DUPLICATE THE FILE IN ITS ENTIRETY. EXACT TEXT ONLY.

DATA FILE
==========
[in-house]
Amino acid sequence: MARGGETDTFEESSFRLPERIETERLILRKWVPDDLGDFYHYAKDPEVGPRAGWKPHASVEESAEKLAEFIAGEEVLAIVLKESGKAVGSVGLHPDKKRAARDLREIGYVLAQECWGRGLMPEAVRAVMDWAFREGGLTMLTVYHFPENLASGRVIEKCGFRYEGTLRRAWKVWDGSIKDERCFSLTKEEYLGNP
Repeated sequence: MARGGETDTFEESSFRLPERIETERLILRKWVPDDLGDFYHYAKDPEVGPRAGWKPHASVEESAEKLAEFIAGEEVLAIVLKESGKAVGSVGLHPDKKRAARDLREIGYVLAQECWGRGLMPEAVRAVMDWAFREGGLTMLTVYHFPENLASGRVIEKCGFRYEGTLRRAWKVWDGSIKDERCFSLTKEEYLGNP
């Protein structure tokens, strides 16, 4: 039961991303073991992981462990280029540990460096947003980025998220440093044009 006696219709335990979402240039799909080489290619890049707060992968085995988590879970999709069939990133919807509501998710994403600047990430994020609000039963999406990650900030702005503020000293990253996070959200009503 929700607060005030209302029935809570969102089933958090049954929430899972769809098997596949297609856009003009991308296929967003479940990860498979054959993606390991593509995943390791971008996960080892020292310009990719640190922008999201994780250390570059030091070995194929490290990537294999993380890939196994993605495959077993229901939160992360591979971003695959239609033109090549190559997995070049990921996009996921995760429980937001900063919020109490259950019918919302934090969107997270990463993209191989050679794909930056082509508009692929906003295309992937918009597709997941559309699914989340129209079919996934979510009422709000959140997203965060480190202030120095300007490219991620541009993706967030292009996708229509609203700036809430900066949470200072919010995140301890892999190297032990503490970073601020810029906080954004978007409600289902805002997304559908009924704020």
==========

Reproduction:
[in-house]
Amino acid sequence: MARGGETDTFEESSFRLPERIETERLILRKWVPDDLGDFYHYAKDPEVGPRAGWKPHASVEESAEKLAEFIAGEEVLAIVLKESGKAVGSVGLHPDKKRAARDLREIGYVLAQECWGRGLMPEAVRAVMDWAFREGGLTMLTVYHFPENLASGRVIEKCGFRYEGTLRRAWKVWDGSIKDERCFSLTKEEYLGNP
Repeated sequence: MARGGETDTFEESSFRLPERIETERLILRKWVPDDLGDFYHYAKDPEVGPRAGWKPHASVEESAEKLAEFIAGEEVLAIVLKESGKAVGSVGLHPDKKRAARDLREIGYVLAQECWGRGLMPEAVRAVMDWAFREGGLTMLTVYHFPENLASGRVIEKCGFRYEGTLRRAWKVWDGSIKDERCFSLTKEEYLGNP
């Protein structure tokens, strides 16, 4: 039961991303073991992981462990280029540990460096947003980025998220440093044009 006696219709335990979402240039799909080489290619890049707060992968085995988590879970999709069939990133919807509501998710994403600047990430994020609000039963999406990650900030702005503020000293990253996070959200009503 929700607060005030209302029935809570969102089933958090049954929430899972769809098997596949297609856009003009991308296929967003479940990860498979054959993606390991593509995943390791971008996960080892020292310009990719640190922008999201994780250390570059030091070995194929490290990537294999993380890939196994993605495959077993229901939160992360591979971003695959239609033109090549190559997995070049990921996009996921995760429980937001900063919020109490259950019918919302934090969107997270990463993209191989050679794909930056082509508009692929906003295309992937918009597709997941559309699914989340129209079919996934979510009422709000959140997203965060480190202030120095300007490219991620541009993706967030292009996708229509609203700036809430900066949470200072919010995140301890892999190297032990503490970073601020810029906080954004978007409600289902805002997304559908009924704020």